Based on the above definition...I make maps.  Seems I am stating the obvious.  But this obvious leads me to my main question for this post, "How many map makers visit this site?".

Prior to map making, I was a map user, a map admirer and a map skills teacher.  Back in the early 80's, I worked in a map store, The Map Centre.  It was a neat little store located in a seedy part of town, but known and visited by map-aholics from all over the world.  Tommy and Cam Thompson were the owners of this wonderful retail enterprise.  That was 25-years ago.  Tommy and Cam have since passed away.  The Map Centre still exists, but in a better part of town.  And it is still a favorite destination for the paper map-aholic.

After my discovery of Marplot and after gaining the necessary skills to use a mapping program proficiently, I began to play at map making.  Very simple maps with minimal layers of additional information constituted the bulk of my mapping.  And then I discovered mapping gold - free Landsat ETM+ 2000 mosaics.  I downloaded every mosaic that included shorelines - both continental coastal and oceanic.  I worked more on my map making craft using various GIS programs, but always returned to Marplot (my first love).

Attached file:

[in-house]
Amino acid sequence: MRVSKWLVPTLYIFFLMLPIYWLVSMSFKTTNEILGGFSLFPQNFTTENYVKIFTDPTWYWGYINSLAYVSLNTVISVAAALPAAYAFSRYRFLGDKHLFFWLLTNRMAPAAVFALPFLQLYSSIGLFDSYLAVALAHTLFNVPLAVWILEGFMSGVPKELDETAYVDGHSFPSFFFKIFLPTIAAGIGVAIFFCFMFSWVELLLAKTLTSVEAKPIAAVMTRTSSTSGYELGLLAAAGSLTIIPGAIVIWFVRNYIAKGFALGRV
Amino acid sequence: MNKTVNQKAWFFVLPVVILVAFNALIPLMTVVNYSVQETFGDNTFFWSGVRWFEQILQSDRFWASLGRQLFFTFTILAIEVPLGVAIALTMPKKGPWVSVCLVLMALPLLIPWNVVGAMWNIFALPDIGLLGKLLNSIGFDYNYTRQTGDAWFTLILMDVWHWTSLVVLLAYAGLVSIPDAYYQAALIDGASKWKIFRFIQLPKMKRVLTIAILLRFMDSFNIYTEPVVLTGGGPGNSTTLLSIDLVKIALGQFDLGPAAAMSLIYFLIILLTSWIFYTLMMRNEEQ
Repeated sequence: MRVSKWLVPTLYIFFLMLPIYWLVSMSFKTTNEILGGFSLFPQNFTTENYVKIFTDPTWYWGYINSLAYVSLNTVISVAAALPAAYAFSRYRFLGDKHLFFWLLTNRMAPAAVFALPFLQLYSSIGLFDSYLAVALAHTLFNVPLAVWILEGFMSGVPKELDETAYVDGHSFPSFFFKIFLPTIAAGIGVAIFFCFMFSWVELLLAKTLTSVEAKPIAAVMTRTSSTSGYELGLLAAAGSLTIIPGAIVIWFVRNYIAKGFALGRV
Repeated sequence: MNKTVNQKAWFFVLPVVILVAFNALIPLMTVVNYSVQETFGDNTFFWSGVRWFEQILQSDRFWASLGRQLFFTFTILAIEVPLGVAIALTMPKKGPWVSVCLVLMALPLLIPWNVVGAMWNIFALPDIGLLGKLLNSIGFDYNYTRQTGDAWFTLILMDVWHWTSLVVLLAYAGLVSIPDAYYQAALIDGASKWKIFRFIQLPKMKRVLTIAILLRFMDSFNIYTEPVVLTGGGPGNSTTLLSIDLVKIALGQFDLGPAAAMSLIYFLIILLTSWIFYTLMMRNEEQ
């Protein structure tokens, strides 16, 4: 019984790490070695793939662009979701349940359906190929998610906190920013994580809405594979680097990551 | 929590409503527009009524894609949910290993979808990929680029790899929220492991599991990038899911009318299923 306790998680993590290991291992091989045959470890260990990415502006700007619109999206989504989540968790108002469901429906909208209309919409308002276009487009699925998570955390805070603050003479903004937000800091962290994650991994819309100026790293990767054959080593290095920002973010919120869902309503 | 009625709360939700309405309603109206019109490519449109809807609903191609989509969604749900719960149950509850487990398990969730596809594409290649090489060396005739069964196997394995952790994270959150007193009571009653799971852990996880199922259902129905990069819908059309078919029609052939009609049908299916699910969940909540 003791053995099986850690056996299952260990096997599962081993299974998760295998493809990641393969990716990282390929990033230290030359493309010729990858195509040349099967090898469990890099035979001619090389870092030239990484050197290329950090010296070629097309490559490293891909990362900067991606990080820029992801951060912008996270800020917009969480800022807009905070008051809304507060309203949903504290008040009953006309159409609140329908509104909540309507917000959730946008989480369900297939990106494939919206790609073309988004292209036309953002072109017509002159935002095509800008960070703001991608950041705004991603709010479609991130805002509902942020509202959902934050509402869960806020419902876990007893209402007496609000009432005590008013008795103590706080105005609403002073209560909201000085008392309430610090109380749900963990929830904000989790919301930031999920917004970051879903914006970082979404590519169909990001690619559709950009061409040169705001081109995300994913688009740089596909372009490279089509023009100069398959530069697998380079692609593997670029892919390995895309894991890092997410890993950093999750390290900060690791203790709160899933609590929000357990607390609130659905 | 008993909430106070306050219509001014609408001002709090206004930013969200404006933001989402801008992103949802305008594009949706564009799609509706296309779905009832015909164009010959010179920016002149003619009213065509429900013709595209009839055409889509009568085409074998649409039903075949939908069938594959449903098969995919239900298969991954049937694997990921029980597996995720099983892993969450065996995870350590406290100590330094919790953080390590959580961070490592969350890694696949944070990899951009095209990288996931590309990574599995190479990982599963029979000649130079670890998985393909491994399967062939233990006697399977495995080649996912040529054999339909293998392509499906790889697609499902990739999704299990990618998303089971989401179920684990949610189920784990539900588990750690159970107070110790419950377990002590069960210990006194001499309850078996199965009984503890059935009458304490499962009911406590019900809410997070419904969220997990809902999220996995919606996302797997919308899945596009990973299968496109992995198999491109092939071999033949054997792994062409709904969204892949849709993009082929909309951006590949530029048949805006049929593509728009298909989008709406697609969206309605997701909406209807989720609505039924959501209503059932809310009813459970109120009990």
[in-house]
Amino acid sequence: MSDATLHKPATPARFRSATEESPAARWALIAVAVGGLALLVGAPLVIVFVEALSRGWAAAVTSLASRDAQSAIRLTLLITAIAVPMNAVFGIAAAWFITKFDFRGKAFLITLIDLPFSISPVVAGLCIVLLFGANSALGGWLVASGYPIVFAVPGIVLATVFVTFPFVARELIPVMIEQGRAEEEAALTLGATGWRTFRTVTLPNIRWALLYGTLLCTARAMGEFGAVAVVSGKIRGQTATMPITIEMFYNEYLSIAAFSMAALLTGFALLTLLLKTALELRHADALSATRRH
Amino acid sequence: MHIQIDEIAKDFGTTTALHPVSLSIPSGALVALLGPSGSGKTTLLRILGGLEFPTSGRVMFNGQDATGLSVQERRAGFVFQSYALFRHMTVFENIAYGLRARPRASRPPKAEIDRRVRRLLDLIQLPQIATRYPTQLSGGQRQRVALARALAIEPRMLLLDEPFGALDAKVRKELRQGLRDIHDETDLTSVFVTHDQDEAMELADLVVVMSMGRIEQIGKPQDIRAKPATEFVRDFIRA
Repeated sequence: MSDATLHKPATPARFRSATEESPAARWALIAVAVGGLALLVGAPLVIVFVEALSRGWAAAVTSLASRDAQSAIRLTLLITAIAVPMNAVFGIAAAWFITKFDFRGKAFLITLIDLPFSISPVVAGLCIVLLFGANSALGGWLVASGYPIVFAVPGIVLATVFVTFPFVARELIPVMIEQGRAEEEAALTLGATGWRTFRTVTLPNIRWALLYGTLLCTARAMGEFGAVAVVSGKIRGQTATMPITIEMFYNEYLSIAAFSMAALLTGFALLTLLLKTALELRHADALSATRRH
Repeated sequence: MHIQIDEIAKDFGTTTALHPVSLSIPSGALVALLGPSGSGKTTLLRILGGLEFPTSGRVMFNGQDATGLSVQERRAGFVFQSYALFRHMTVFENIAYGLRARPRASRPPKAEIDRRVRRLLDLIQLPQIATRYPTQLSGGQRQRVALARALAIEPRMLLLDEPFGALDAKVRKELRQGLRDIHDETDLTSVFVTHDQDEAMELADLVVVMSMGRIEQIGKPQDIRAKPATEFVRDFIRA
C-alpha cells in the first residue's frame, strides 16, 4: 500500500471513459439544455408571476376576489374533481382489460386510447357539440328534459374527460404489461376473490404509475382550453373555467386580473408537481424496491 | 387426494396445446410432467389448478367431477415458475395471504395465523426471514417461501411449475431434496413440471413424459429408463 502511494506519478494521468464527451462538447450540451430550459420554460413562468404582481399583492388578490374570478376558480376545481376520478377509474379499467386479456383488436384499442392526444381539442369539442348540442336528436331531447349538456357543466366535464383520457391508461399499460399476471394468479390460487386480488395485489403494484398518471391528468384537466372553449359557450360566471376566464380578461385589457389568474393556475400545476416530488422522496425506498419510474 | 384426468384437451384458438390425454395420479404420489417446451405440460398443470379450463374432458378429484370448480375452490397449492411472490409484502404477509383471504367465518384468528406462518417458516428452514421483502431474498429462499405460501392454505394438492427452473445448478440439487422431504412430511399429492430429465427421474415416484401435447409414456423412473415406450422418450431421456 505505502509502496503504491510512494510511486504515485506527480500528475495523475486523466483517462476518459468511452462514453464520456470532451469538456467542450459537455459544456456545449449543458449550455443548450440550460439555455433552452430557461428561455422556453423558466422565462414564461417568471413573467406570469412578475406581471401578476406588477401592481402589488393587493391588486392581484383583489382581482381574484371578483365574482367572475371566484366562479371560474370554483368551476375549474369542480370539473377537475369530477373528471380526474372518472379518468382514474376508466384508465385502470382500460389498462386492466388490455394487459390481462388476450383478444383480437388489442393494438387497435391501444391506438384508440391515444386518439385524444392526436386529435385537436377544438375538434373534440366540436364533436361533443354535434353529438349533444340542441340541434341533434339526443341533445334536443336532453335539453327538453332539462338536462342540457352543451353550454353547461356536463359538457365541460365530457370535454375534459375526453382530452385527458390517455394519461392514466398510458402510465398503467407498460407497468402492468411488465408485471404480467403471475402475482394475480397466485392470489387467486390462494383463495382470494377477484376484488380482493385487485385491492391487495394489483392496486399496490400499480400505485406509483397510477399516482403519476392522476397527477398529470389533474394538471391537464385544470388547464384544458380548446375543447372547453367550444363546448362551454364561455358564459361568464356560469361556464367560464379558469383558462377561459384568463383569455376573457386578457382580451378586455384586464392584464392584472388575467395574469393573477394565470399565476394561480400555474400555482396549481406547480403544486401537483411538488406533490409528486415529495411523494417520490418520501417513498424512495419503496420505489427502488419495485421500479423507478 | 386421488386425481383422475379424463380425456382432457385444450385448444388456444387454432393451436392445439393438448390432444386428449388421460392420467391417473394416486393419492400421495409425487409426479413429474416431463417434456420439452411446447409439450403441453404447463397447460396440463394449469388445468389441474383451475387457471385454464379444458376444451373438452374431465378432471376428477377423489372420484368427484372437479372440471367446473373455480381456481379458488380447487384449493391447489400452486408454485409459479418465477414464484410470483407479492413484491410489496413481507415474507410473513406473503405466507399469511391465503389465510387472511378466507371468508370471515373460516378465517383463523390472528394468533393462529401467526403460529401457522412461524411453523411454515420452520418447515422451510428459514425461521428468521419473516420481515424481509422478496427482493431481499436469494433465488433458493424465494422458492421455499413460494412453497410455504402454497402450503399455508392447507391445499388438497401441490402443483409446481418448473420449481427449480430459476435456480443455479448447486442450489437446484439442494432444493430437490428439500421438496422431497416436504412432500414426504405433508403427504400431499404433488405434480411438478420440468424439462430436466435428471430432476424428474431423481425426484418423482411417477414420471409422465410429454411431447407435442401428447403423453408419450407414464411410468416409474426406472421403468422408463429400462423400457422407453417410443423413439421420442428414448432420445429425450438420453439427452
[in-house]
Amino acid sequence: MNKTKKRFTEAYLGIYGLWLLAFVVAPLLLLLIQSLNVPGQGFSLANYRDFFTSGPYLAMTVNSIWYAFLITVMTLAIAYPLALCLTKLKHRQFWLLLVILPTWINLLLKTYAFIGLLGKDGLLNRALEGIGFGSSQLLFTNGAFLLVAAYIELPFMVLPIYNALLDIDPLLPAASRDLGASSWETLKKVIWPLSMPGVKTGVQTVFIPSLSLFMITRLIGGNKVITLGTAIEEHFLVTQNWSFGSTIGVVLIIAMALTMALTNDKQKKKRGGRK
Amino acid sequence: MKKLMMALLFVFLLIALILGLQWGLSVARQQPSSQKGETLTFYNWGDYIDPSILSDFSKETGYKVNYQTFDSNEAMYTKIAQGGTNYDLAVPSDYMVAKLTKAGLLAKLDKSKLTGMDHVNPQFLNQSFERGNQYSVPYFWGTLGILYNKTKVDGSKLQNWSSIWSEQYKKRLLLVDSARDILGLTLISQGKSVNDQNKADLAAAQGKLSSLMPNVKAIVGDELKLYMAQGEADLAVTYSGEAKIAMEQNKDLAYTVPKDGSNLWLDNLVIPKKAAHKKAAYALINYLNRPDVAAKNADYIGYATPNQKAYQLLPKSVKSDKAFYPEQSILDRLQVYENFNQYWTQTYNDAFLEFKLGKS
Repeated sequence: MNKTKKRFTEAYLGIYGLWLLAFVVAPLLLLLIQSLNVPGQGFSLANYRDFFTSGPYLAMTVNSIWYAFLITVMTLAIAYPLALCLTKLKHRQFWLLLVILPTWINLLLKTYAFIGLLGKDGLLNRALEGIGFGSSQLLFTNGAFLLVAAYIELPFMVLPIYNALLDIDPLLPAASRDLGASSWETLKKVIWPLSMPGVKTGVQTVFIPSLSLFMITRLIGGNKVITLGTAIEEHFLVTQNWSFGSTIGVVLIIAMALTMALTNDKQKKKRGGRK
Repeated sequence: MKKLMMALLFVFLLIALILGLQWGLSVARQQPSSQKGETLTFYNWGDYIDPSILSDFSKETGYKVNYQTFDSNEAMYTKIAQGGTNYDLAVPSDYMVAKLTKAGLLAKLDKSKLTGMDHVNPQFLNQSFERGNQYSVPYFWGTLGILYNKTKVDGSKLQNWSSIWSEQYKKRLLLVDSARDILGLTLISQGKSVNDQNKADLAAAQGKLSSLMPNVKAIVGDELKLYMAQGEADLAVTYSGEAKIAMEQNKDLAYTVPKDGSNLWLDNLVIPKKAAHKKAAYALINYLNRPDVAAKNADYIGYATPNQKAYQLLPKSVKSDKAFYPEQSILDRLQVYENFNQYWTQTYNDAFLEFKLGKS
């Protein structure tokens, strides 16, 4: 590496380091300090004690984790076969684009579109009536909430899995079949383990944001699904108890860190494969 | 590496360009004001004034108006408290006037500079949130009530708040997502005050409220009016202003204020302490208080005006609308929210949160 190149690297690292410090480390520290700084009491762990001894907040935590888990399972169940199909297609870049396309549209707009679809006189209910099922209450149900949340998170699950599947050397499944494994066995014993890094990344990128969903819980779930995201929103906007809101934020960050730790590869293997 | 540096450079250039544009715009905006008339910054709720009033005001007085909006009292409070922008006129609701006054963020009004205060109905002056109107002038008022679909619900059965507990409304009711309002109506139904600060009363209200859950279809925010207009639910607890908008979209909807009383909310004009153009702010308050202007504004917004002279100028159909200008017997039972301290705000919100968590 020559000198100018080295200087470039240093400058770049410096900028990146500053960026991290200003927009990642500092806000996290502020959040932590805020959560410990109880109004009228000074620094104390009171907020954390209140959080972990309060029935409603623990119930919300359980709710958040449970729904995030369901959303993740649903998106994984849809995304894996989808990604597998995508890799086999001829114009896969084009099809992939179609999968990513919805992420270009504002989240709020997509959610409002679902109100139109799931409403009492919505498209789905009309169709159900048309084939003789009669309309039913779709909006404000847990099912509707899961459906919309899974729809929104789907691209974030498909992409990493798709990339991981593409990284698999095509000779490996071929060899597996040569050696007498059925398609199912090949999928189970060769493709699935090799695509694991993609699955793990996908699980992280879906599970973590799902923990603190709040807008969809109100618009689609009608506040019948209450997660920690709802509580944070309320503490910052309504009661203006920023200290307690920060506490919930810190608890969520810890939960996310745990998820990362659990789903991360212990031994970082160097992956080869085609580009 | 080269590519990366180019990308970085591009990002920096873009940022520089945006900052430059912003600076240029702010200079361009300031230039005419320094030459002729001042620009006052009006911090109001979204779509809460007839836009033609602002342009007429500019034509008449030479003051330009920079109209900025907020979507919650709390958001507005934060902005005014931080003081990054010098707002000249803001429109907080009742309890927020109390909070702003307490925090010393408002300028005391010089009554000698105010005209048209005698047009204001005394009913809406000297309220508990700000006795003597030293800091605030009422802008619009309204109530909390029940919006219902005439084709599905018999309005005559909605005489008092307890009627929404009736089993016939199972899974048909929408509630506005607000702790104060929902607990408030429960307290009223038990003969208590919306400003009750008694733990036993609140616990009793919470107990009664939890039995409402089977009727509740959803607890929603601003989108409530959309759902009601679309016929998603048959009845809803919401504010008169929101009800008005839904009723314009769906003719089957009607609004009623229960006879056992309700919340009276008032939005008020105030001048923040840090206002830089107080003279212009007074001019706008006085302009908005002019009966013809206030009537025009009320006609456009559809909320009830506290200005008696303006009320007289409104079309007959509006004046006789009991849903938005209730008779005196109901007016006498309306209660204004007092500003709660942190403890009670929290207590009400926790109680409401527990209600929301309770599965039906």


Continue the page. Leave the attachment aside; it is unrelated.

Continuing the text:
Today, I have constructed over 140 unique island maps that consist of shorelines with additional layers of information.  I have mapped extensive stretches of continental shorelines.  My excitement remains unabated.  I love the mapping process.  I love the finished product.  And I love sharing my efforts with genuinely interested visitors.

Do any of you pursue a similar map making passion?  If so, share your journey with me and the other readers of this site.  Map makers unite!



Mr. Minton,

Just letting you know that a fellow map maker enjoys your site. Love the islands. Sometimes you can almost escape to them using your maps.

Lately I've enjoyed laying down various conservation data into Google Earth using KML, for work however, it is electric utilities and various ESRI products.

My 2 cents work:
I think the furture of GIS is 3d globe viewers with the ability to turn on layers such as your own facinating work. Open source, high resolution backgrounds, open source vector data (especially transportation), and most import, open source development, so we can open up GIS to everyone.

I've had a passion for maps for 25 years and the luck to work in the field.

Don't think that there is no one appreciating you work. We are out there.

Randy Horner

By Anonymous Anonymous, at 10/16/2006 05:21:00 AM